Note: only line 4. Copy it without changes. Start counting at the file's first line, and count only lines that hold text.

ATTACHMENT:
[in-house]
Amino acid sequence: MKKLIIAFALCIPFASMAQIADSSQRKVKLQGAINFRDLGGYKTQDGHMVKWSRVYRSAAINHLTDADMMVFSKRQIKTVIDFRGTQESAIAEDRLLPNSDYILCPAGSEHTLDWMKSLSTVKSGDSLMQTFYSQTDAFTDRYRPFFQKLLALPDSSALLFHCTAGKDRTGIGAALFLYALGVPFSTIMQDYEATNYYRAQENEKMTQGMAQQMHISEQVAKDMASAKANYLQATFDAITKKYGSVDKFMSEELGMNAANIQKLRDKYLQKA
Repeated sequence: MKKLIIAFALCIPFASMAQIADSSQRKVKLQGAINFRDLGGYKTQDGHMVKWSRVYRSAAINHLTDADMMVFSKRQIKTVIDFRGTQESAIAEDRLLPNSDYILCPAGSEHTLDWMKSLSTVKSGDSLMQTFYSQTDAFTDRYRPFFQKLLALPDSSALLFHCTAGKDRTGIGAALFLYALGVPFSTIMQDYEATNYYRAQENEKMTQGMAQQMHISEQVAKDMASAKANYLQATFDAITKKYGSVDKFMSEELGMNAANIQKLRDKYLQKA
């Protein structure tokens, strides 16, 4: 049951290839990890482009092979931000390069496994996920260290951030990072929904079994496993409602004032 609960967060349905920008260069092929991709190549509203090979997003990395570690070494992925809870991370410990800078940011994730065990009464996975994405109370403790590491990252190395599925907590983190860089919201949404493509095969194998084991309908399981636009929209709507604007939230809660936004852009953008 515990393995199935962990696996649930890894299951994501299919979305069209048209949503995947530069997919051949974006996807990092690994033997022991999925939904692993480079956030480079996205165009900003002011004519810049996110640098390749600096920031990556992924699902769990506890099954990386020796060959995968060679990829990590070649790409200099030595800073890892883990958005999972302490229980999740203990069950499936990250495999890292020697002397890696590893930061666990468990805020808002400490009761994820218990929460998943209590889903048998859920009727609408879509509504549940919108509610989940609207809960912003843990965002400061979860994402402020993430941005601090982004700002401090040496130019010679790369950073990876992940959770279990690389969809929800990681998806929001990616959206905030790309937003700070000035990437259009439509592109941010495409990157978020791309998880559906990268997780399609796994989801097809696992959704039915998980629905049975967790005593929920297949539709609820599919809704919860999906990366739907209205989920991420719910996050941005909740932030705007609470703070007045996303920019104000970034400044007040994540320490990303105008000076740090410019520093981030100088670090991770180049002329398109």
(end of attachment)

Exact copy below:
């Protein structure tokens, strides 16, 4: 049951290839990890482009092979931000390069496994996920260290951030990072929904079994496993409602004032 609960967060349905920008260069092929991709190549509203090979997003990395570690070494992925809870991370410990800078940011994730065990009464996975994405109370403790590491990252190395599925907590983190860089919201949404493509095969194998084991309908399981636009929209709507604007939230809660936004852009953008 515990393995199935962990696996649930890894299951994501299919979305069209048209949503995947530069997919051949974006996807990092690994033997022991999925939904692993480079956030480079996205165009900003002011004519810049996110640098390749600096920031990556992924699902769990506890099954990386020796060959995968060679990829990590070649790409200099030595800073890892883990958005999972302490229980999740203990069950499936990250495999890292020697002397890696590893930061666990468990805020808002400490009761994820218990929460998943209590889903048998859920009727609408879509509504549940919108509610989940609207809960912003843990965002400061979860994402402020993430941005601090982004700002401090040496130019010679790369950073990876992940959770279990690389969809929800990681998806929001990616959206905030790309937003700070000035990437259009439509592109941010495409990157978020791309998880559906990268997780399609796994989801097809696992959704039915998980629905049975967790005593929920297949539709609820599919809704919860999906990366739907209205989920991420719910996050941005909740932030705007609470703070007045996303920019104000970034400044007040994540320490990303105008000076740090410019520093981030100088670090991770180049002329398109």